How to Build a Data Center Efficiently in a Late-Pandemic World


How To Build A Data Center

Data centers emerged as an essential, mission-critical service for many organizations in the past year and a half, as demand for data center capacity skyrocketed during the COVID-19 crisis.

The mass pivot to remote workplaces, coupled with a global shift to digitize work, school and online functions pushed existing data centers to capacity. As a result, data center owners are scrambling to build new facilities and expand existing ones to take advantage of the booming market. But unfortunately, keeping up with industry growth is proving to be easier said than done in our data-hungry late-pandemic environment.

How COVID-19 Continues to Impact the Data Center Construction Industry

Explosive growth in data generation and consumption is not the only way the data center industry has been affected by the pandemic. Both the increase in demand for capacity and new ways of accessing data are causing data center owners to rethink how and where they are deploying new facilities.

For example, although supply chain issues aren’t unique to the data center industry, it is being heavily disrupted due to the difficulty of procuring critical materials, such as semiconductors and construction supplies.

When data center owners are able to procure these materials and components for new construction, they are paying a premium for them. The cost of raw materials and equipment has spiked since the onset of the COVID-19 crisis, significantly increasing the financial outlay for new facilities.

The labor shortage predated the pandemic, but with data center construction requiring both skilled construction labor and trained IT workers, industry expansion has hit a roadblock. With no one to build new facilities—and no one to staff them once they are built—data center construction in some regions has slowed.

To further complicate matters, many workers moved out of the urban core during the pandemic. With no office to go to, there was no longer any reason for employees to live near where they work. This shift of the workforce out of primary and hub markets has increased pressure for data centers to move to smaller secondary markets, to get closer to end users while reducing latency issues.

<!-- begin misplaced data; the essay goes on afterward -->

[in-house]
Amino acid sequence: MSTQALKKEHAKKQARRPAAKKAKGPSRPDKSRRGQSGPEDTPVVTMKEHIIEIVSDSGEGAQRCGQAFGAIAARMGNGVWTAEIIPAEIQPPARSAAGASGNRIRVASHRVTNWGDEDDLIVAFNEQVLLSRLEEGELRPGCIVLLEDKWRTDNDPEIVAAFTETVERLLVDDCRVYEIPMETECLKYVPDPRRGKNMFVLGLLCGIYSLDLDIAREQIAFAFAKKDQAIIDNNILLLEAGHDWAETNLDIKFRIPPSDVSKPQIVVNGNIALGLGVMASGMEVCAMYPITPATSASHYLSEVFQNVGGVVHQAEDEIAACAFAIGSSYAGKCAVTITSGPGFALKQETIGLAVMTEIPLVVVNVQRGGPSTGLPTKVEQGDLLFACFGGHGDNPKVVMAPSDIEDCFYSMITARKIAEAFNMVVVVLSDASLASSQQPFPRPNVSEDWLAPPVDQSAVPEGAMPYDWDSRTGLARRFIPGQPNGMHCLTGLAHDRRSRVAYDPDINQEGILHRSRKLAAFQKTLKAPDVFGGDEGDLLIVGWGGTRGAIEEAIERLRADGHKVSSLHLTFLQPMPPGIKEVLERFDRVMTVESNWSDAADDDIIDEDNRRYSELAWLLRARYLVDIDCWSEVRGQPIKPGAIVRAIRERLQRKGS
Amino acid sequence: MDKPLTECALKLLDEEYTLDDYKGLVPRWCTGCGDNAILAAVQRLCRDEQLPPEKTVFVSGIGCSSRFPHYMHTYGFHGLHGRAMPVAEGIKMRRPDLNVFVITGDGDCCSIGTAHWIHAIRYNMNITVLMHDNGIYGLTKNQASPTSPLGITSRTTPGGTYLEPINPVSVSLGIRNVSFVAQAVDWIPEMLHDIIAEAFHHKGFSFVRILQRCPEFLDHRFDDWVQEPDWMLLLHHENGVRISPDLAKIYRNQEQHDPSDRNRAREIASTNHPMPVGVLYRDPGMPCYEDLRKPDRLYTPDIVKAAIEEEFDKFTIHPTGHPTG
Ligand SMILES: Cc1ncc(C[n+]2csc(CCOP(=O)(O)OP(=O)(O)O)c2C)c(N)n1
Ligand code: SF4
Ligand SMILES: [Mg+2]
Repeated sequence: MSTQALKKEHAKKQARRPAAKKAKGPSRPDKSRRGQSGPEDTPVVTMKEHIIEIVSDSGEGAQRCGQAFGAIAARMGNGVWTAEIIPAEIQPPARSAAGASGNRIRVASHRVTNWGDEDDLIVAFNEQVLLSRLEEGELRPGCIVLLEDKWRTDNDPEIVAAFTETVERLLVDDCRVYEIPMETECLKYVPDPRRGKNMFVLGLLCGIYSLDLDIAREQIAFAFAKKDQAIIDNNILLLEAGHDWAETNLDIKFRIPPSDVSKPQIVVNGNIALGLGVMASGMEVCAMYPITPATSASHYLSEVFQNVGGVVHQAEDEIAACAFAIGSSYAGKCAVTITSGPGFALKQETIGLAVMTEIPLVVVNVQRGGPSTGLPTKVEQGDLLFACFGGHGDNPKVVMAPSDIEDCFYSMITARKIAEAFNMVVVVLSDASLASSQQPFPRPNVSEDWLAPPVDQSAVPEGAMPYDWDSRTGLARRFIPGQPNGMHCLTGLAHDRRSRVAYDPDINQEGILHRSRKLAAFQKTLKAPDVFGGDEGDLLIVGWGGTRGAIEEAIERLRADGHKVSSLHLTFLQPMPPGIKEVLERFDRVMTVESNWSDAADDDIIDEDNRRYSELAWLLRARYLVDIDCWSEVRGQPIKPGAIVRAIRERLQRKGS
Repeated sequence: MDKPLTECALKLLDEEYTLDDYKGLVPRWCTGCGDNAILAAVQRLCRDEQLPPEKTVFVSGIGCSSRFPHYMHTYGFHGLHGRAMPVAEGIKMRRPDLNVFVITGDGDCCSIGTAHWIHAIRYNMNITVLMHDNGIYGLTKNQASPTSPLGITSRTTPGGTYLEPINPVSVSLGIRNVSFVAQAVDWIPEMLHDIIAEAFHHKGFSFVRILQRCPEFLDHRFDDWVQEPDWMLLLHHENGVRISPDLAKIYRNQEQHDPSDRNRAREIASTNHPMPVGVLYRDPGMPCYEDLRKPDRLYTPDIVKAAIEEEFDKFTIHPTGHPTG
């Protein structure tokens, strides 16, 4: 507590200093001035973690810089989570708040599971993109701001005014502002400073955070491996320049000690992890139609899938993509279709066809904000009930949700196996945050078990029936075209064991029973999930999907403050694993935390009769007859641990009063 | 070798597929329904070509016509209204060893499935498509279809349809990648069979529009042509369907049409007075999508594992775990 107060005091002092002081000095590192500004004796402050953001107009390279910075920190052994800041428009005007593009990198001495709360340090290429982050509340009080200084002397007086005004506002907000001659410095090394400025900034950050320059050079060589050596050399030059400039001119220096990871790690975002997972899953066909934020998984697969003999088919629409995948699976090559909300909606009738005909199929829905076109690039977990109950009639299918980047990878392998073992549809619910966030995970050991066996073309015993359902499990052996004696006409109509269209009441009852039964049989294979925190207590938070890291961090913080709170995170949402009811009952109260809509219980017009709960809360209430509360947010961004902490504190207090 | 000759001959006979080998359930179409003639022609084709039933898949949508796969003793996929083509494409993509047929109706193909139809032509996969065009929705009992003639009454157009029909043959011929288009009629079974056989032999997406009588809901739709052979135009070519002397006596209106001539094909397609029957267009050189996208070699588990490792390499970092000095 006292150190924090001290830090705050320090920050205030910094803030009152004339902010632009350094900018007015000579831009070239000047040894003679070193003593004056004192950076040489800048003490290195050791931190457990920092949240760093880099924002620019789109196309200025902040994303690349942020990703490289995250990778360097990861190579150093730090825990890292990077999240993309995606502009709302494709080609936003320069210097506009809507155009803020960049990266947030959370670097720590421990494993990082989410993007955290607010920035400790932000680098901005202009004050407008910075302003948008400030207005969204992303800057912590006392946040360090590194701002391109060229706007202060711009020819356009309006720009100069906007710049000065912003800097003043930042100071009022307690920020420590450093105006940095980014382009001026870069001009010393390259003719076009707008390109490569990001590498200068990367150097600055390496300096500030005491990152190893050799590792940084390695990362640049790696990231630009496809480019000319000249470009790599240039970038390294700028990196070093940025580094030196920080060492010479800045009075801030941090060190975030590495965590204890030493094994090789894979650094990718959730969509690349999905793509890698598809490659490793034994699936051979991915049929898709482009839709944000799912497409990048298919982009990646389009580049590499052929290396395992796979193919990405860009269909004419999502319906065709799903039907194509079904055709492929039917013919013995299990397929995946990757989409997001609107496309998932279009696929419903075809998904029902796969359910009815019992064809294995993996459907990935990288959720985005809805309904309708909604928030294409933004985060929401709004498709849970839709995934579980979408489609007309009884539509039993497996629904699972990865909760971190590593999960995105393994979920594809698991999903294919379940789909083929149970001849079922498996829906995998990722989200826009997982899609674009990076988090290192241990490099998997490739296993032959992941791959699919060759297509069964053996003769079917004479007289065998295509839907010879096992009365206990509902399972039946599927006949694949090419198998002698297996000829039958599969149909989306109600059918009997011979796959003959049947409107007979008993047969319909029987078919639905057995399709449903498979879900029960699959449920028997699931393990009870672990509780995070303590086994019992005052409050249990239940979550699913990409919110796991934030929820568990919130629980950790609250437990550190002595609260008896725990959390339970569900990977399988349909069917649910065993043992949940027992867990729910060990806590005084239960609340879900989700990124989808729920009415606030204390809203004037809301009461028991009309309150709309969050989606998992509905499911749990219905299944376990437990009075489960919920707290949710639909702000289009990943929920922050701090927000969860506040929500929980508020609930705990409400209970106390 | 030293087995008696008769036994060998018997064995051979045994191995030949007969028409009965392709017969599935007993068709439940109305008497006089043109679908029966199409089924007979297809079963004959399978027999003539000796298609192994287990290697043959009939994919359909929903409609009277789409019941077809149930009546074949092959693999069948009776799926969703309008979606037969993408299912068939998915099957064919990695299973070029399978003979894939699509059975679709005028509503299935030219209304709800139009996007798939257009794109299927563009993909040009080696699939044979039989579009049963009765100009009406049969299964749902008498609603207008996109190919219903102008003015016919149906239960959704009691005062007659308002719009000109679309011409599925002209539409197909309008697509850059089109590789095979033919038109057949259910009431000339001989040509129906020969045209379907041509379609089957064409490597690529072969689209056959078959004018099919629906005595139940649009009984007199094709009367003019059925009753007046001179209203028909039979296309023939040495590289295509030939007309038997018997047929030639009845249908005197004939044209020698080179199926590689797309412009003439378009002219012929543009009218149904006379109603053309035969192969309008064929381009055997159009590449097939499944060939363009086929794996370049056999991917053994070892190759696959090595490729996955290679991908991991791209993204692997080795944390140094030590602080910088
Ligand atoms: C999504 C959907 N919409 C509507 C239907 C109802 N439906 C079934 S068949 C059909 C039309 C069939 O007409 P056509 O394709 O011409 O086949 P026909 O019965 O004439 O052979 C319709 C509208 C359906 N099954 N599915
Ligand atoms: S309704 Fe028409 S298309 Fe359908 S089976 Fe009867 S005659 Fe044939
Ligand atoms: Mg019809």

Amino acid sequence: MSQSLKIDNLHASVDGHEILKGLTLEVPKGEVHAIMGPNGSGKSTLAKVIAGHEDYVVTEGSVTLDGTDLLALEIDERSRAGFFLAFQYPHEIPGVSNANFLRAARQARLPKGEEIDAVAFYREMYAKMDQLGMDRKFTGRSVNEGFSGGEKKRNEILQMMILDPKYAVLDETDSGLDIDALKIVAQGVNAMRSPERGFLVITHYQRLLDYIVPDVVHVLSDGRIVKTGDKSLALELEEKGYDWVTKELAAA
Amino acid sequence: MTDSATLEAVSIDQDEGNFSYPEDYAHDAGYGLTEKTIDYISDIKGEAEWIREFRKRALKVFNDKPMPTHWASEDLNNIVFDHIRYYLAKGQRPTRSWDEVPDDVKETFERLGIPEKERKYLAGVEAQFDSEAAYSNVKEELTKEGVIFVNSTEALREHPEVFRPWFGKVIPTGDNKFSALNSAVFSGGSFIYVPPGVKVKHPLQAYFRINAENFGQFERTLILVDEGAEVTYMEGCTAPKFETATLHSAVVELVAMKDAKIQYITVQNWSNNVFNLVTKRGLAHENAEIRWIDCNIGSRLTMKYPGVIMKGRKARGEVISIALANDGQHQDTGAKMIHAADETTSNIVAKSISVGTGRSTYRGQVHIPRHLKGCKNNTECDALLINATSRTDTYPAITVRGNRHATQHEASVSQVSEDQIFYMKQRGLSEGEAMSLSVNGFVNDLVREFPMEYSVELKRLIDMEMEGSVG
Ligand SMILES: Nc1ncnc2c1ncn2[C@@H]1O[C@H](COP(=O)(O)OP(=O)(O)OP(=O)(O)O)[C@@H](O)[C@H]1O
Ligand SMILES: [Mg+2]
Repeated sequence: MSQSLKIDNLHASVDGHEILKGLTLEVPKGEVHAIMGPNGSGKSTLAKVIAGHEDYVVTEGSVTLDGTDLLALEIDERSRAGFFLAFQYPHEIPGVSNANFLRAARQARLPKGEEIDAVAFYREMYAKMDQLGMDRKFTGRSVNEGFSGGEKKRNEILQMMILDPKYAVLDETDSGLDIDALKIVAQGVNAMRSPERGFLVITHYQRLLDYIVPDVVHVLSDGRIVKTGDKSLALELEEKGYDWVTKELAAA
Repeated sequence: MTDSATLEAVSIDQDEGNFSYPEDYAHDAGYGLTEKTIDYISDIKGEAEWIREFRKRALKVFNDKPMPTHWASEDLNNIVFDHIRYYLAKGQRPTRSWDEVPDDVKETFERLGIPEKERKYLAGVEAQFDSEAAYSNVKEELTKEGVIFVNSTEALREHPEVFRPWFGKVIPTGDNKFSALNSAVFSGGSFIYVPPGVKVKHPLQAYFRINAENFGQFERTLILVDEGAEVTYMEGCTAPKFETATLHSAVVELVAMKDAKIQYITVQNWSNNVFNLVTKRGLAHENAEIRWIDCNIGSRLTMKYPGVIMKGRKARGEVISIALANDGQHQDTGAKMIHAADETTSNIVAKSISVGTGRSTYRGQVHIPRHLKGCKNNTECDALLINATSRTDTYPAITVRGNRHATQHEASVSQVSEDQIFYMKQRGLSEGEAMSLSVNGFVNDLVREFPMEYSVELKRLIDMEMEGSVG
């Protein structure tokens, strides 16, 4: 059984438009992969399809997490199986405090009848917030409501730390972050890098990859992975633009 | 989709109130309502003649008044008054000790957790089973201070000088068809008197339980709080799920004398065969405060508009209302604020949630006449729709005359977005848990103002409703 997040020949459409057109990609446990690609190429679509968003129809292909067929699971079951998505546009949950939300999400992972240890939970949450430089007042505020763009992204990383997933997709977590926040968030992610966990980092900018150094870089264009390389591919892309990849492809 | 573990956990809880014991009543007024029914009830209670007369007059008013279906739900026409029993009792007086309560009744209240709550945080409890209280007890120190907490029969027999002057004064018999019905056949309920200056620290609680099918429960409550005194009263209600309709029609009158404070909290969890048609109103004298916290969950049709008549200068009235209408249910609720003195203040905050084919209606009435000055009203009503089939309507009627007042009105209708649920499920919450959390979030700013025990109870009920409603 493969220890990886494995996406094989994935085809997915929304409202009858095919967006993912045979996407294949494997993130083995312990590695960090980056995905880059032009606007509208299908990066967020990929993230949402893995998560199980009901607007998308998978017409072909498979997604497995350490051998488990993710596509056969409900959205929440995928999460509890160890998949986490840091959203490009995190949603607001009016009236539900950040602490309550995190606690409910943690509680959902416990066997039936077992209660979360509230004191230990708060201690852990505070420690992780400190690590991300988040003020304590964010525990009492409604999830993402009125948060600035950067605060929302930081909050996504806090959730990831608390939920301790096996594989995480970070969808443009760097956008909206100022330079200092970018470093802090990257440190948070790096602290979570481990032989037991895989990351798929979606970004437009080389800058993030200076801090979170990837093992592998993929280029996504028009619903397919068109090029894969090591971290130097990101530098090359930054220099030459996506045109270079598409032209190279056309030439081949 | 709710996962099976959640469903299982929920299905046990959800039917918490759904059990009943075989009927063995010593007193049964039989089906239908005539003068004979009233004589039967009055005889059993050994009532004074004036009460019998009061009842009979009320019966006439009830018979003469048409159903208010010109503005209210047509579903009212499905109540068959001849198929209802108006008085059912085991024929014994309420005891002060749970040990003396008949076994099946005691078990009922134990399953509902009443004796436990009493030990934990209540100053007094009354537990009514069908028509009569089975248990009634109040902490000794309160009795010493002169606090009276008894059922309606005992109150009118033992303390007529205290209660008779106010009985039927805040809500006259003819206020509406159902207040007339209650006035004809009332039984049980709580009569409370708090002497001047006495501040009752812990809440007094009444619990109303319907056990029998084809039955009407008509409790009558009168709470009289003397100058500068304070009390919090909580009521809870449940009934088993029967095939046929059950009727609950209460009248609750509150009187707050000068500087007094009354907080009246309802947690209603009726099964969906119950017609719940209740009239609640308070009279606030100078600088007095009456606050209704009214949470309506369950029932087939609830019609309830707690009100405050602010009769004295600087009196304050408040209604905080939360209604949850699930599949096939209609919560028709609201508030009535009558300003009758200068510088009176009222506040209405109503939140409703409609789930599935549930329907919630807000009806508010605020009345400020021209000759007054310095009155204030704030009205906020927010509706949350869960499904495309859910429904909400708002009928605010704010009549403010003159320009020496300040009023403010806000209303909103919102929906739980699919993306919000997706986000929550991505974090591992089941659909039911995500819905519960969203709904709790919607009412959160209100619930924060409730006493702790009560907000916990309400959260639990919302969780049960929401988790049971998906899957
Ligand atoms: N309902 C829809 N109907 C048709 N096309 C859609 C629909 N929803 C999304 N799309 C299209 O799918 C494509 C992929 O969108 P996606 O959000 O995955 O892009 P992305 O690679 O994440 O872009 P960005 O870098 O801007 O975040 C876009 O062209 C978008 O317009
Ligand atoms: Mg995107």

[Video] Discover how vendor neutrality and open-sourcing components can unlock  your supply chain and expedite your data center project’s timeline.

How Data Center Owners Are Overcoming Late-Pandemic Obstacles

In light of the current construction and skilled labor challenges, data center owners are seeking out alternatives to the traditional build process to increase efficiency, improve their time to deployment and reduce costs. These critical alternatives are modular construction and vendor agnosticism. 

1. Modular Construction

Modular data center construction is far from a new concept, but late-pandemic, it is becoming even more popular as an alternative to stick-built construction methods. Modular construction techniques provide a solution to almost all of the current obstacles data center owners have to overcome to stay ahead in the market.

There are many benefits to modular construction:


Modular construction allows owners to build for today’s requirements with the ability to expand future capacity. This prevents overprovisioning and the added expense of paying to cool and maintain unused space.


The rise of edge computing is creating capacity demand in remote and hard-to-reach regions. Modular data centers are designed for portability, which makes them ideally suited for deployment in hard-to-access areas.